“I want to set up a new group”
A new group may start with one enthusiastic person who begins by spreading the word or a small group of volunteers and parents with enough children for a fair-sized birthday party. However, you get started, we’re here to help and support you through your new group journey.
Identify core group of volunteers
We recommend that you need between 2-4 committed adults to get a group going.
The main core roles are:
- Group coordinator – This person is the main contact for enquiries and oversees the work of the group. They ensure group follows appropriate policies and procedures, coordinate programme planning and induct, support and manage volunteers.
- Group leaders – This person/people take on leading the group and helping to coordinate programme planning and group night logistics.
- Group safeguarding lead – This role’s key responsibilities include ensuring local safeguarding plans and risk assessments are completed and shared as well as being the main contact for any safeguarding concerns. This person would coordinate volunteer safeguarding training and ensure volunteers understand how to follow safeguarding procedures.
- Group Health & Safety lead – This role includes being the main contact for any safety & wellbeing concerns, ensuring local safeguarding plan meets H&S requirements, recording and reporting any incidents and ensuring risk assessments are in place and suitable
- Treasurer – This person will record income and expenditure in accounts, make financial reports to meetings, prepare annual financial return to Head office and make routine payments and gift aid claims
It’s up to you how you divide up the tasks involved; roles can be shared or divided up differently. Just make sure you all have a clear understanding of who is responsible for what.
There are many different roles involved in running a group – from one-off tasks to longer commitments. There are also many behind the scenes’ roles that don’t require you to work directly with children. See our volunteer guide to find a role that suits you.
Registering your interest to set up a Woodcraft Folk group
Once you’ve made your decision to set up a new Woodcraft Folk group you should register your interest with us so that as an organisation we can begin to support you along your journey. You can complete an ‘Intention to set up a Woodcraft Folk group form‘ online.
By completing the form you’ll receive:
- Public liability insurance to cover your Woodcraft Folk activity including taster sessions (provided that two full members of Woodcraft Folk with an up to date DBS/PVG are leading and a risk assessment has been completed).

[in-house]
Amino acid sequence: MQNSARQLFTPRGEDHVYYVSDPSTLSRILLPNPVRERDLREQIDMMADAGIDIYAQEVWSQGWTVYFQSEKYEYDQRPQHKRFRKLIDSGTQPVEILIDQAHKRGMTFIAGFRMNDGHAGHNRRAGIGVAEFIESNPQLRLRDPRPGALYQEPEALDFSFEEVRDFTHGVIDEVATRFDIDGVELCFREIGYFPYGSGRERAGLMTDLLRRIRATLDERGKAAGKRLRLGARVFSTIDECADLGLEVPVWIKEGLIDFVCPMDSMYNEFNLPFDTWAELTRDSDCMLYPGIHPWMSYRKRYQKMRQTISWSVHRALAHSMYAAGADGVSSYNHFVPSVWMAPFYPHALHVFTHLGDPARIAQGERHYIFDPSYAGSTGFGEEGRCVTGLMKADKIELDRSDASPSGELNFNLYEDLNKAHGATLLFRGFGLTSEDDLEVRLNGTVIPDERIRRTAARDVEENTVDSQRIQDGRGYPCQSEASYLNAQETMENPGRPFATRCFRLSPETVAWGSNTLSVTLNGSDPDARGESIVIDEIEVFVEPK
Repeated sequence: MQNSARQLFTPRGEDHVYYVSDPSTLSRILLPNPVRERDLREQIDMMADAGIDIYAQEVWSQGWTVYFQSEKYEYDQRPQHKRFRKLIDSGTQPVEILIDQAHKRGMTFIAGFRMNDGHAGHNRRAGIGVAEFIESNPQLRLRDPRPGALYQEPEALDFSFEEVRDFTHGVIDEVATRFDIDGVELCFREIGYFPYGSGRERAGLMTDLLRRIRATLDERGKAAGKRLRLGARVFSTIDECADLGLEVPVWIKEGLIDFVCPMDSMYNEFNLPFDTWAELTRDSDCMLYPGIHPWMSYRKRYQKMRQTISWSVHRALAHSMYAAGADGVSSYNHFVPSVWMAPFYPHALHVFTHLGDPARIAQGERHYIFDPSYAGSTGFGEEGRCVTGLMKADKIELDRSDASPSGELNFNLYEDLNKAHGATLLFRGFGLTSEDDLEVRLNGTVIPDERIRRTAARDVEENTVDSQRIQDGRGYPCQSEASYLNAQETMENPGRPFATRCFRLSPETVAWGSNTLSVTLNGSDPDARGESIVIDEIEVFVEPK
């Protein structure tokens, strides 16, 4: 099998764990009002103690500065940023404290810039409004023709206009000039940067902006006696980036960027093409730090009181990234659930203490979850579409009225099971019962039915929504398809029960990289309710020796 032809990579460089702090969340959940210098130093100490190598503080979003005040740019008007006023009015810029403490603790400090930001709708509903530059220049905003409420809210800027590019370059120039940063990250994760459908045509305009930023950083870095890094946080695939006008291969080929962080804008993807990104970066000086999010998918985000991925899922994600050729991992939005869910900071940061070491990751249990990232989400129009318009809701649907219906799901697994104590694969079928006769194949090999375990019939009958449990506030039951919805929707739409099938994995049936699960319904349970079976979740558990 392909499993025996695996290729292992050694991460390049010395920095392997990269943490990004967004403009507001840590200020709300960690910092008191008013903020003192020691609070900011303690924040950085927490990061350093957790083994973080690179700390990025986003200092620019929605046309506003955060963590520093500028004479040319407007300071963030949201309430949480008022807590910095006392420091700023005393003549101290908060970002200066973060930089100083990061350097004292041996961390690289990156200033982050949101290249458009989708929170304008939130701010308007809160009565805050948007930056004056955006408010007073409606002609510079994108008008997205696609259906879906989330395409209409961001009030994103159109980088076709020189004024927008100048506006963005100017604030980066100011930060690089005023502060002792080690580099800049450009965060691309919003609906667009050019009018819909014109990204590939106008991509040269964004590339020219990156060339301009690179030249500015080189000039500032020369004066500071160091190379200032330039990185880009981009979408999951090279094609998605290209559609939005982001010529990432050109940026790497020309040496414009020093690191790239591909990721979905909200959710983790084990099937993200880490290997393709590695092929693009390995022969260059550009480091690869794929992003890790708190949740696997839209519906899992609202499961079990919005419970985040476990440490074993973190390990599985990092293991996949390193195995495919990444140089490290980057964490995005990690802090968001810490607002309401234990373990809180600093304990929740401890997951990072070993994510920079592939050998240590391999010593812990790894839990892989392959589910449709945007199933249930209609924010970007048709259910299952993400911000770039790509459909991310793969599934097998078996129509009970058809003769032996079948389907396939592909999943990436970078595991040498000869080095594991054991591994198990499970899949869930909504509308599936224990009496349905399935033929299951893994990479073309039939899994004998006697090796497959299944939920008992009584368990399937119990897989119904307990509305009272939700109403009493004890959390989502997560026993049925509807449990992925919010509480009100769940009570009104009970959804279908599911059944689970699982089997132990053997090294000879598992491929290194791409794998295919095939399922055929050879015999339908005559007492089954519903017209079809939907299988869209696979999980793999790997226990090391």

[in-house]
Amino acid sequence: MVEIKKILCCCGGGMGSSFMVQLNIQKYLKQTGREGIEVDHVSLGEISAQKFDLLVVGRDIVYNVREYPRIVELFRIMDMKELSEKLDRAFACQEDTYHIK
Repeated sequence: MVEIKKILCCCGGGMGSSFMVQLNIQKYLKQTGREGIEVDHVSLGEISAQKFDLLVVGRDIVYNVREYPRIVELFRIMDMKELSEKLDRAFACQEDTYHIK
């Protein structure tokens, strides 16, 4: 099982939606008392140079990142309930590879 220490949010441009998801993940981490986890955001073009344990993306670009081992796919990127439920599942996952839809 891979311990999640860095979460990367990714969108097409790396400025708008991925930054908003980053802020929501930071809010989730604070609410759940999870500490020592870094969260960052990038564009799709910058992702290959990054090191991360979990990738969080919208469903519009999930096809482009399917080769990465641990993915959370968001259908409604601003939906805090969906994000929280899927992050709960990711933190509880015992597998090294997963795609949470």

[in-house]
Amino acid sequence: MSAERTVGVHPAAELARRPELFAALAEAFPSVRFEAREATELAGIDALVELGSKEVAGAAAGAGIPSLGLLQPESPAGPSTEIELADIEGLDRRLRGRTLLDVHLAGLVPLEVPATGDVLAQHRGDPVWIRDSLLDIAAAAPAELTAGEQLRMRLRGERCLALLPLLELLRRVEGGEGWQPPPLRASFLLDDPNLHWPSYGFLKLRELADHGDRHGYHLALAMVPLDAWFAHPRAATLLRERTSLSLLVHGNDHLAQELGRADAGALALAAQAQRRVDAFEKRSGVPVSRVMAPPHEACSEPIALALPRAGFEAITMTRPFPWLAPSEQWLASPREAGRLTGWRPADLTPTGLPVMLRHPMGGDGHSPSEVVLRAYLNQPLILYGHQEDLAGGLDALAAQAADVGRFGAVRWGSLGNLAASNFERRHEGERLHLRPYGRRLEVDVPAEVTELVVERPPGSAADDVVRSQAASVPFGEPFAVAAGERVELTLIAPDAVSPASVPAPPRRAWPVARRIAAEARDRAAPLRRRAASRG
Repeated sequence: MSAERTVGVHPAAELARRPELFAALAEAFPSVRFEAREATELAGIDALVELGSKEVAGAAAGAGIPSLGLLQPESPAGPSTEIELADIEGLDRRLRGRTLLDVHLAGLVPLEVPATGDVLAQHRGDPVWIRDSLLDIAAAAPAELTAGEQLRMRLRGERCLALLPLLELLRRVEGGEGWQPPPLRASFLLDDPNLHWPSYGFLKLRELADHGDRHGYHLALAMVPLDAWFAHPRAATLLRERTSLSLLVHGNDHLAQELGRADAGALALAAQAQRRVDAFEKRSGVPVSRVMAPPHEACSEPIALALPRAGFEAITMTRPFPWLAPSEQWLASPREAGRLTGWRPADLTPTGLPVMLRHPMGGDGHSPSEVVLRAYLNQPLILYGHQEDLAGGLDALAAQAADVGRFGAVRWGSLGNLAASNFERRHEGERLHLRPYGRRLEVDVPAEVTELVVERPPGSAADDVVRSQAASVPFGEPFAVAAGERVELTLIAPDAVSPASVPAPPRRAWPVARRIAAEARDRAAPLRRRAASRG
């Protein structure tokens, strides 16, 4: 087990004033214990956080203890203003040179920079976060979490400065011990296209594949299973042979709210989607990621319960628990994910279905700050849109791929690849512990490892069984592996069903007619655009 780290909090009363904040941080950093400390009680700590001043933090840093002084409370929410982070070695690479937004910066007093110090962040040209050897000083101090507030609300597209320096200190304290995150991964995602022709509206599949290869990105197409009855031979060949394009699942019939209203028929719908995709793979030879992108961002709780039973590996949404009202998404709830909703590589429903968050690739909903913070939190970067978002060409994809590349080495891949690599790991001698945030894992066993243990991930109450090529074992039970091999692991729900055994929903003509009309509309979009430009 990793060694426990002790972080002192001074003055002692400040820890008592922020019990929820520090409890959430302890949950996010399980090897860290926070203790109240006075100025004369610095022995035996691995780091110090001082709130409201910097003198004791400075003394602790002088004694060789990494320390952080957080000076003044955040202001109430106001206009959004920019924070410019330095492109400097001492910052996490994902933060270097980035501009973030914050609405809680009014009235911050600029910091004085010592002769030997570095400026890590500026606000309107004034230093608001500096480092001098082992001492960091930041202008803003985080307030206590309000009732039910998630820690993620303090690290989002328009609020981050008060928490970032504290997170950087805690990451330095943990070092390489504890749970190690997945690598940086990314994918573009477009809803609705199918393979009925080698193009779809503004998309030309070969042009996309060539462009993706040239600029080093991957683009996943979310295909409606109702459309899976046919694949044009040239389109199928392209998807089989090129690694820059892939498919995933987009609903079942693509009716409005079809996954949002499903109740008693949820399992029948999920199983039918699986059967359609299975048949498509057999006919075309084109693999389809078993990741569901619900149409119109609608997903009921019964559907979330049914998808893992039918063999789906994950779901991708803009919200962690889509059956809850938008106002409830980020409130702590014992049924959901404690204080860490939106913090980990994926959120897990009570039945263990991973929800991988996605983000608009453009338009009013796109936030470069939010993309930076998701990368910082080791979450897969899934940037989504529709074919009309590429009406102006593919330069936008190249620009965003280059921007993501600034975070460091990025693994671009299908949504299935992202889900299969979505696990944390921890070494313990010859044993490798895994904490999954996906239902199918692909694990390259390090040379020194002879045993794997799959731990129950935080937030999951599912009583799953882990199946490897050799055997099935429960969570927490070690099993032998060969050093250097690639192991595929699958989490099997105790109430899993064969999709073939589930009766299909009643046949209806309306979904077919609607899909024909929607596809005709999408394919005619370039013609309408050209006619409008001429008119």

- Your group contact information will be advertised via our website to help with recruitment
- You’ll receive your @woodcraft.org.uk email account*
- We can contact your volunteers directly about training, new resources, campaigns and guidance materials.
- Will continue to receive our new group support
* for more details about @woodcraft emails get in touch to email@example.com
Adult membership and Vetting
All adults who regularly volunteer need to be members of Woodcraft Folk. You can join online or through your local membership secretary (if you have one). Being a member means that you have gone through our screening process: we take two-character references and run a DBS (or PVG in Scotland) check.
It is important that you begin this process as soon as possible as you’ll need a minimum of two adult members with a disclosure to register your group, open a bank account and be present at each group night.
At Woodcraft Folk we offer free training for all our volunteers. Our sessions are an opportunity to increase your confidence and knowledge of resources, meet with other volunteers, share skills and ask questions. Throughout the year we offer both online and face to face training at our local centres around the UK. The types of courses available are:
- Weekend leader training
- Programme planning
- Training on group roles
We want you to feel supported in your role and actively encourage our leaders to invest time in training. All upcoming sessions dates and times are advertised on our website calendar
We’ve also developed a series of webinars and online training aids to support volunteers, which can all be found in our training section of the website.
Child recruitment and registration
When you start welcoming children to your group, each child attending your group should be registered by their parent /carer to collect their parental consent, emergency contact and health information.
Child registration can be completed online using our group management platform called Groop. You will be given a Groop profile on registration of your group and offered the opportunity to to attend training to familiarise yourself with the platform. For more information head over to our Groop guidance page.
Paper forms are still available but please bear in mind that they will need to be held securely and kept confidentially to be in line with our GDPR guidelines.
If you experience high demand for places, you might want to start up a waiting list. To keep things fair you may want to start up a criteria for offering places. These could prioritise: gender balance, proximity to the venue, age, reflecting local ethnic mix, or first come served.
Agree venue, day and age group
Finding a suitable venue is important as it can influence programme planning, capacity and accessibility. Make sure your venue has space for running round games as well as more sedentary activities. Other factors to consider include cost, proximity to members and good, accessible green space. Guidance for finding a good venue is available here.
Continue on your new group journey
The New Group Journey is organised into seven broad subject areas:
1. People you need
2. Working together
3. Publicity and outreach
5. Programme planning
6. Being part of the Folk
7. Staying safe